Photosynthetic Modulation in Response to Plant Activity and Environment

  • William W. AdamsIIIEmail author
  • Jared J. Stewart
  • Barbara Demmig-Adams
Part of the Advances in Photosynthesis and Respiration book series (AIPH, volume 44)


Modulation of foliar photosynthesis rate during short-term changes in abiotic environment as well as longer-term acclimation of photosynthetic capacity in response to abiotic factors or other organisms are summarized. Acclimation is informed by the balance between the rate at which photosynthate is produced and moved into the phloem and out of the leaf (source activity) and the rate at which photosynthate is removed from the phloem and utilized or stored in sinks (sink activity). We first review various experimental manipulative approaches utilized to perturb source to sink ratio within a plant and evaluate the impact of such perturbations on photosynthesis. In general, alterations that markedly increase the whole plant ratio of source to sink activity results in photosynthetic downregulation, whereas decreases in source to sink ratio often lead to photosynthetic upregulation. We then examine the impact of various environmental factors on plant activity and development, photosynthesis, dissipation of excess energy by the xanthophylls zeaxanthin and antheraxanthin, source-sink balance, photosynthate transport, and foliar carbohydrate levels. Environmental factors considered include fire, light, temperature, salinity, availability of water and essential nutrients, pollution, and herbicides. The response of foliar photosynthesis varies depending on species (growth habit) and the environmental condition(s) to which the plant is exposed. In some circumstances, photosynthesis is upregulated in concert with enhanced foliar mesophyll, vascular infrastructure, and photosynthate transport and utilization. In yet others, photosynthesis is downregulated in concert with decreased growth and photosynthate transport as well as increased accumulation of carbohydrates and employment of sustained zeaxanthin-associated energy dissipation as a form of photoinhibition. As source to sink ratio increases, surplus photosynthate may be used to produce compatible solutes, phenolics (including anthocyanins as well as other flavonoids), structural components of cells and the cuticle, and volatile organic compounds released into the atmosphere. In addition to serving as enhanced sinks for photosynthate, all of these products can also serve in defense against abiotic and biotic stresses. Biotic factors impacting photosynthesis include competition, herbivory, pathogens (bacteria, fungi, and viruses), xylem- and phloem-tapping parasitic plants, and symbiotic and mutualistic fungi and bacteria. Many biotic factors can also trigger either upregulation or downregulation of photosynthesis, depending on the nature of the interaction. For instance, in some cases herbivory can result in a decreased ratio of plant source to sink activity and photosynthetic upregulation, while in other cases an increased ratio of source to sink activity and photosynthetic downregulation is seen. Competition for water by xylem-tapping insects or parasitic plants can lead to photosynthetic downregulation, while phloem-tapping insects and parasitic plants, as additional sinks for photosynthate, can induce photosynthetic upregulation. Some pathogens block photosynthate export from leaves, leading to foliar carbohydrate accumulation and feedback inhibition of photosynthesis, whereas other pathogens induce production of additional tissue that acts as a sink for photosynthates and stimulates photosynthetic upregulation. Symbiotic fungi and bacteria (e.g., mycorrhizal fungi, nitrogen-fixing bacteria, endophytes) and mutualistic soil microbes generally promote plant growth and act as additional sinks themselves, thereby stimulating photosynthetic upregulation. Across the spectrum of abiotic and biotic influences, foliar photosynthesis responds to the demand for its products through acclimation either within the constraints of the existing foliar infrastructure in mature leaves or through production of new leaves compatible with the altered level of need. These connections are placed into the context of global climate change and its impact on plant abiotic and biotic interactions.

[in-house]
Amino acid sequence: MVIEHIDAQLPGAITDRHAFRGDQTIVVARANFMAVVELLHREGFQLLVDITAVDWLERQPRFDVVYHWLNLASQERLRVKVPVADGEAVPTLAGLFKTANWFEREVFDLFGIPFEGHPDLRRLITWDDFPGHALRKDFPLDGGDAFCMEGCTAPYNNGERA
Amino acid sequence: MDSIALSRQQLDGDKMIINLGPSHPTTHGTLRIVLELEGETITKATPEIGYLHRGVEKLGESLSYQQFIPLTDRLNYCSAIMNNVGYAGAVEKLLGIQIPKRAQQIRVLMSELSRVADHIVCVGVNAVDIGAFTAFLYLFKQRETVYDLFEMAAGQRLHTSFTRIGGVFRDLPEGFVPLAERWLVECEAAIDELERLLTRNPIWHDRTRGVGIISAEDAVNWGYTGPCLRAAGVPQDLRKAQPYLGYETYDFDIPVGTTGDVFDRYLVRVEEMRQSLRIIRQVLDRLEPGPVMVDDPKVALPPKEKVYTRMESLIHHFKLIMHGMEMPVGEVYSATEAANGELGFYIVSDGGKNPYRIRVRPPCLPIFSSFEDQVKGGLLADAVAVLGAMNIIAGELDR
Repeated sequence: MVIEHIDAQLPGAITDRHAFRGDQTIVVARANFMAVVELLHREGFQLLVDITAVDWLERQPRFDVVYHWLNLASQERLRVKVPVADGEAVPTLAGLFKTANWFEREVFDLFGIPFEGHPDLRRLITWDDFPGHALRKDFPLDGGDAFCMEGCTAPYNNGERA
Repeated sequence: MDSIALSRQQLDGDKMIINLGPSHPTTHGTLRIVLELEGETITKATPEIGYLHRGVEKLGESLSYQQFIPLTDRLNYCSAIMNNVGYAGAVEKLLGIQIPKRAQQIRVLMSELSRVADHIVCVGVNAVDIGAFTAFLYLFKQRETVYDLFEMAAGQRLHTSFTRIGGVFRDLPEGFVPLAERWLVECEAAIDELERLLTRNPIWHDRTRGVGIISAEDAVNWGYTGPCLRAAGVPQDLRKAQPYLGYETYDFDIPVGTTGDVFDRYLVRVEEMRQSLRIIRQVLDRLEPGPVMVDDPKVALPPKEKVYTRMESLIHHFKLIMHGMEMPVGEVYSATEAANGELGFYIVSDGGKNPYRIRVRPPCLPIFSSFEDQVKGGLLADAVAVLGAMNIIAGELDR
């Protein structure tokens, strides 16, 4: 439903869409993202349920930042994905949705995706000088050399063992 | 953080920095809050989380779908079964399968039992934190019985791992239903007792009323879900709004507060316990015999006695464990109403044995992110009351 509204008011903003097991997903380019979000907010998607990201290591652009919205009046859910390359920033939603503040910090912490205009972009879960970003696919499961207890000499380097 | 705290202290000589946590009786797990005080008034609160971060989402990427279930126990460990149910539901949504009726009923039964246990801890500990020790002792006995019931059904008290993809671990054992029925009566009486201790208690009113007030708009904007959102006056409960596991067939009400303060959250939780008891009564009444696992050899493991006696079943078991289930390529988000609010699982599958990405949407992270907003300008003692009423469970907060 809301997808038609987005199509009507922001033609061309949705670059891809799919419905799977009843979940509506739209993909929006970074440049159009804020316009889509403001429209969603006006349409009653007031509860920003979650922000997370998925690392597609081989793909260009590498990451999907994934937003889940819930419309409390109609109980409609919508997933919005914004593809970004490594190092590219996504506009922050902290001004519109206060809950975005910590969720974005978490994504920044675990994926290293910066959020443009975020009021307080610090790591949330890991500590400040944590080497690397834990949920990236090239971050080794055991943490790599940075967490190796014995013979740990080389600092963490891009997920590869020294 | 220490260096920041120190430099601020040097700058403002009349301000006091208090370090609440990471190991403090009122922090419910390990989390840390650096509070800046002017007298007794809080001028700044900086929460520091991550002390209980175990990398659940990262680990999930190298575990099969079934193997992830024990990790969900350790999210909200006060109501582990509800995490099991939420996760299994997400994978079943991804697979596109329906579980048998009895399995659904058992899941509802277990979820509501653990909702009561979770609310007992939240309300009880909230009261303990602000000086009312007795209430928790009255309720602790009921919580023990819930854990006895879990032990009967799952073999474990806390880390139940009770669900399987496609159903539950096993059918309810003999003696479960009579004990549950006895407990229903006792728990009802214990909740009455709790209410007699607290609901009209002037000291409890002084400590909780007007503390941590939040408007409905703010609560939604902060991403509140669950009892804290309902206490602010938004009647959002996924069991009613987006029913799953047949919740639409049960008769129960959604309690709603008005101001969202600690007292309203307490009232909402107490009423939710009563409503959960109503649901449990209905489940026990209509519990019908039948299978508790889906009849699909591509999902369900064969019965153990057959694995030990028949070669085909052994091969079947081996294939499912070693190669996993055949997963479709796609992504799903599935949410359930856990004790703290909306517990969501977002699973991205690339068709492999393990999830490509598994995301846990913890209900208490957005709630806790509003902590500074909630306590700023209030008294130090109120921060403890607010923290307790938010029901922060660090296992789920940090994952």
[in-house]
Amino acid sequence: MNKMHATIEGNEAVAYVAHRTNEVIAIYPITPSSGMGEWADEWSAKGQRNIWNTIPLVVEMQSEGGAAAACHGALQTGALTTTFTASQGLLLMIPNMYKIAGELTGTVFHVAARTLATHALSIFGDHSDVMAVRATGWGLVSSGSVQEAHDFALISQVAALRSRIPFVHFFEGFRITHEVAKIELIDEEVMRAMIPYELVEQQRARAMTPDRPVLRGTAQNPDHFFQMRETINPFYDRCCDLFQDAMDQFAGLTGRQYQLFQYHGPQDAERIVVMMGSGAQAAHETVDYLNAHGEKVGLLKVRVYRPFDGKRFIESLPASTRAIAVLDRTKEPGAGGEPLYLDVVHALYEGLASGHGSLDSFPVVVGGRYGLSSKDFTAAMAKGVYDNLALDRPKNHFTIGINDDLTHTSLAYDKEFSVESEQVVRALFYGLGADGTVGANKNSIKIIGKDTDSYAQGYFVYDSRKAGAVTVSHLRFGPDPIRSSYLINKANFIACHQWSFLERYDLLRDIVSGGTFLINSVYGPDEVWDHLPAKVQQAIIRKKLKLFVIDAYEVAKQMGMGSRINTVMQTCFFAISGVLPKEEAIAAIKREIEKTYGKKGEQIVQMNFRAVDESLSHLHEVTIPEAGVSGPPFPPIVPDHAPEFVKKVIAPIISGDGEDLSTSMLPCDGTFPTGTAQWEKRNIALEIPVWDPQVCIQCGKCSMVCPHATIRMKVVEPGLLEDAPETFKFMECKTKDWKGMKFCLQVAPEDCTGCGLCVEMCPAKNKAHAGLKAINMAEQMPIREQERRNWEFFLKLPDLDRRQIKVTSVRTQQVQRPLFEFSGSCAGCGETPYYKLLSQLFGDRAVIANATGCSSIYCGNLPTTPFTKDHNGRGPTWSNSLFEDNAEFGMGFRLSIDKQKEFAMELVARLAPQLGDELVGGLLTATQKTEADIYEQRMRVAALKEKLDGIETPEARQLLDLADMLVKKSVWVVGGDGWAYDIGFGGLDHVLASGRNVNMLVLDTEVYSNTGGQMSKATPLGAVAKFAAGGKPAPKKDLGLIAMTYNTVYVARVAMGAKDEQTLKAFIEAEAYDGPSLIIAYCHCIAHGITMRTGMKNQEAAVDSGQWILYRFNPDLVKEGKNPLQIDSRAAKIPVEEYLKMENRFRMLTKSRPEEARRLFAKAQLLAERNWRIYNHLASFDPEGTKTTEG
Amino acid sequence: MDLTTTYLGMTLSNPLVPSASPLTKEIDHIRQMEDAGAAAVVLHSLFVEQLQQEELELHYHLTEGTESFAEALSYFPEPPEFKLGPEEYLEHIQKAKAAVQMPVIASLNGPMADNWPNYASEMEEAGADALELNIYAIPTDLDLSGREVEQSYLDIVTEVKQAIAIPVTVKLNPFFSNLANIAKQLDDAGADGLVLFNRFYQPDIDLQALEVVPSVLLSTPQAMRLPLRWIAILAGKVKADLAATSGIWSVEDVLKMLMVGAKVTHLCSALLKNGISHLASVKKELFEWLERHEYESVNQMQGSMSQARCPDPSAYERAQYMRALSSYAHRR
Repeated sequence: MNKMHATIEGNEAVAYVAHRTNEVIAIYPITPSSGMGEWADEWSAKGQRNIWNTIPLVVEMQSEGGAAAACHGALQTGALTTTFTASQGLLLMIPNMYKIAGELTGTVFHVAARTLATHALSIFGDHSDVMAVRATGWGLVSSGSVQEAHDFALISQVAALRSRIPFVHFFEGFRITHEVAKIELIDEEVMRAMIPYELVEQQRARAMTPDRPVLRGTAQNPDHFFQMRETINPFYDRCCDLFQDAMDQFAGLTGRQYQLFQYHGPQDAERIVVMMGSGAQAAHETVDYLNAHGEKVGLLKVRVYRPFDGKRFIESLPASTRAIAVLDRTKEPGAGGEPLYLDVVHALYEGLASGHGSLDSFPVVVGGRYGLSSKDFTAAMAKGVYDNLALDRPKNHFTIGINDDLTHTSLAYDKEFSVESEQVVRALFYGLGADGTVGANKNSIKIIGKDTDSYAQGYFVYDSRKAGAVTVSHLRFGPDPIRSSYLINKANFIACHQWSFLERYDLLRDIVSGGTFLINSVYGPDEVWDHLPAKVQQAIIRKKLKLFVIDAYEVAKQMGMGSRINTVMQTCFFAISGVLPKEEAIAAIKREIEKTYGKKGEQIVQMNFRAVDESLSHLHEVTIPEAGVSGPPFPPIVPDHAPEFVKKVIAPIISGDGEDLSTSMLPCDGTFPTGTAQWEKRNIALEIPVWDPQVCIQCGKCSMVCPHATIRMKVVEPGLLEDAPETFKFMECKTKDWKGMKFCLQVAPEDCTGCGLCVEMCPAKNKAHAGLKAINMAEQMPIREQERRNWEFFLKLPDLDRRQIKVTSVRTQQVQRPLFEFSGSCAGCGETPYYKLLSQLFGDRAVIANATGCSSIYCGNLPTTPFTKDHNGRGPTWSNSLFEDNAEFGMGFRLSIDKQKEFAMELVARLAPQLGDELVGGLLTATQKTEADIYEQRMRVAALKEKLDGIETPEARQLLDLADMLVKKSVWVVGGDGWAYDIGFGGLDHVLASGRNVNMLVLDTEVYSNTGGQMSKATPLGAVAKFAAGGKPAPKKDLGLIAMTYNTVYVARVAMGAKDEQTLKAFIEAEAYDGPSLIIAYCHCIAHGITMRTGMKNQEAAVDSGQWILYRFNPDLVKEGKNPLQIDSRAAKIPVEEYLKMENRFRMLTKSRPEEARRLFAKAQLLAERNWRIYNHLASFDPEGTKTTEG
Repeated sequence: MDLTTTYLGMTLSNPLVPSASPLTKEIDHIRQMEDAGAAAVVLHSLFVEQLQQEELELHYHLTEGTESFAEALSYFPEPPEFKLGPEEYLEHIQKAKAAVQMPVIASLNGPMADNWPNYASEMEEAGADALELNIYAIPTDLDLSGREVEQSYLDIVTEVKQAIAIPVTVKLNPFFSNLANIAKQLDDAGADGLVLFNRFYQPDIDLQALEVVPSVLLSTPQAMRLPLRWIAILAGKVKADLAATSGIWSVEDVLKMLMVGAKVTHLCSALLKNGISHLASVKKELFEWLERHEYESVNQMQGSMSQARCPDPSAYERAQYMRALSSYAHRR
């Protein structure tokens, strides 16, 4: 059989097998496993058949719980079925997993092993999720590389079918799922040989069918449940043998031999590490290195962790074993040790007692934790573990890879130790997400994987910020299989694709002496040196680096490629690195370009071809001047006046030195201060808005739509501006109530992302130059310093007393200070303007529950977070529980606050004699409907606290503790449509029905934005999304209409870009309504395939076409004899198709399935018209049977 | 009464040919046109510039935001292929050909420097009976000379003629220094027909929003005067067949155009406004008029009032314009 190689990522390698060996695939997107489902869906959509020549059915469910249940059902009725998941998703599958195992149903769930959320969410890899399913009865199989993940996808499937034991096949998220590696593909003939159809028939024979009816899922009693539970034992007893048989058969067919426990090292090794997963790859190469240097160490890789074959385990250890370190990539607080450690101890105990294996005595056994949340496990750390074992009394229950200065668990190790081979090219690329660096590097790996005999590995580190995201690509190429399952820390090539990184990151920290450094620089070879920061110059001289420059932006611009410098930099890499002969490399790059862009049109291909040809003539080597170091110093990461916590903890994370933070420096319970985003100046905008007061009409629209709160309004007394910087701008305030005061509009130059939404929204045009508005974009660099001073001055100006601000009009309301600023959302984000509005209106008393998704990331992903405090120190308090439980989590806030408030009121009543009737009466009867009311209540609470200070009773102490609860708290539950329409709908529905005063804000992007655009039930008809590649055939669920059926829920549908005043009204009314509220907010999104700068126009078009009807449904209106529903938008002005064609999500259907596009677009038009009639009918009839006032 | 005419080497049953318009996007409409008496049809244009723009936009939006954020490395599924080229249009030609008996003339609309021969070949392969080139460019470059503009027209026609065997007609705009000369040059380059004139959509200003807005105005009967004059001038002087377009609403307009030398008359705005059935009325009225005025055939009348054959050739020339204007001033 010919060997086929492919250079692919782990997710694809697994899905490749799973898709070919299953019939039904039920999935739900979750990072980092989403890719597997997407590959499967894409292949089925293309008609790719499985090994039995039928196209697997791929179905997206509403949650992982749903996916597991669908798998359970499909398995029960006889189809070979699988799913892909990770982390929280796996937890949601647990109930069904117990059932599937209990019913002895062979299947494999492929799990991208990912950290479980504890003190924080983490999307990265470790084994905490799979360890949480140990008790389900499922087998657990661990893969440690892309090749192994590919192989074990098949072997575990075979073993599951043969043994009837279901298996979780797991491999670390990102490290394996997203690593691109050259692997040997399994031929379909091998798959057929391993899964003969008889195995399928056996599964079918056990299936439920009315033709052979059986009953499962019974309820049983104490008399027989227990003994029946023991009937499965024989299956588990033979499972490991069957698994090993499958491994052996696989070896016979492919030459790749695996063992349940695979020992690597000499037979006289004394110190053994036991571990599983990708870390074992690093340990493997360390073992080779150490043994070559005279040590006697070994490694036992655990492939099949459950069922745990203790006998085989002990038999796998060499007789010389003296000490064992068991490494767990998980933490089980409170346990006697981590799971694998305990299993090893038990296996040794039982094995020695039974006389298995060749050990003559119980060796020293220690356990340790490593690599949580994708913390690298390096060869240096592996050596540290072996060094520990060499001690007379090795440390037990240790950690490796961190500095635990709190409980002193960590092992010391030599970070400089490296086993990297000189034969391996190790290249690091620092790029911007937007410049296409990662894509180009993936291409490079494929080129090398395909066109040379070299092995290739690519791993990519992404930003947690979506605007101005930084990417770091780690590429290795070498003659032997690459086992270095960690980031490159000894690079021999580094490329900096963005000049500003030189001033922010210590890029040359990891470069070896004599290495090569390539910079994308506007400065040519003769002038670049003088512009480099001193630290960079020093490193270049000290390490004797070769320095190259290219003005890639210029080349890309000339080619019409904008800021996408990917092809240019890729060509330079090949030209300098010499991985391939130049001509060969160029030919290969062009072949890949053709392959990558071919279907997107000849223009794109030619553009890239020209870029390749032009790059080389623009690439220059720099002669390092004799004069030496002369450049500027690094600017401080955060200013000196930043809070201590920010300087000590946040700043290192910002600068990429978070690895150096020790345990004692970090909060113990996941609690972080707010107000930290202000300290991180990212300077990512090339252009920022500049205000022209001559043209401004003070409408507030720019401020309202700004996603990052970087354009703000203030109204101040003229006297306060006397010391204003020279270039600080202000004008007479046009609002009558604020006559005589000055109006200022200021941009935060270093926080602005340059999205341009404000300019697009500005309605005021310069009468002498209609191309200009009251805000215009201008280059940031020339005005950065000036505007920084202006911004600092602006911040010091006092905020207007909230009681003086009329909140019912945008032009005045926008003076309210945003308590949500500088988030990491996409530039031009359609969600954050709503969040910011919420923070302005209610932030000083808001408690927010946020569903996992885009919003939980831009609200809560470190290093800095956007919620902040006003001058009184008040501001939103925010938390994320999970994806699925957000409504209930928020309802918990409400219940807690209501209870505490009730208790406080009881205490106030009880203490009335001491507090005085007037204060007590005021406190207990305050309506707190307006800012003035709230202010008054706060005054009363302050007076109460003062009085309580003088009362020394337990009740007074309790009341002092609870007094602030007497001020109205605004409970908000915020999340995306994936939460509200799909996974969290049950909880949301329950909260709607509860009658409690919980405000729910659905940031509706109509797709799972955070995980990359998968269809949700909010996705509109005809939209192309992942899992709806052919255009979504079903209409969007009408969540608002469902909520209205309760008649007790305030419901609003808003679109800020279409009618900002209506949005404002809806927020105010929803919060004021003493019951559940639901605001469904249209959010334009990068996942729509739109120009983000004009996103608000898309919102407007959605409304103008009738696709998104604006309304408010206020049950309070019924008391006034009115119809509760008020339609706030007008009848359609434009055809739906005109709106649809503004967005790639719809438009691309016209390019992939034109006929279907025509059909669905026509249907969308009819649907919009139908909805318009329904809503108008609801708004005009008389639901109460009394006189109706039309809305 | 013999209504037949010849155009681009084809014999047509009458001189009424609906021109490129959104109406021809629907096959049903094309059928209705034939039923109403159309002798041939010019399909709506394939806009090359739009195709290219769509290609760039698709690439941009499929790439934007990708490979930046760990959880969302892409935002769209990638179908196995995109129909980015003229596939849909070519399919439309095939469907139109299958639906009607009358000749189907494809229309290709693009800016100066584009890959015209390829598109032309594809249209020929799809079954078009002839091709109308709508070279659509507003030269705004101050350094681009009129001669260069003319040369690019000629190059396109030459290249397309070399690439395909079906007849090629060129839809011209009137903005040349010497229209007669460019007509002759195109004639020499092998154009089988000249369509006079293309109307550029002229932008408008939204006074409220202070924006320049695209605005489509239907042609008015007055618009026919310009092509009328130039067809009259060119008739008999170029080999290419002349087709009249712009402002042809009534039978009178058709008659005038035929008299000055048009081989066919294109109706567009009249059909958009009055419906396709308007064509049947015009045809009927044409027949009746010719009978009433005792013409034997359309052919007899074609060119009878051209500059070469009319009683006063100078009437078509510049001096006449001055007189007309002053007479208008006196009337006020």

photosynthetic electron transport rate


photon flux density absorbed by a leaf


photon flux density incident upon a leaf


ribulose bisphosphate carboxylase oxygenase







This work was supported by the Universitiy of Colorado at Boulder. The authors thank T. Sharkey and I. Terashima for their insight and constructive advice in the revision of this chapter.


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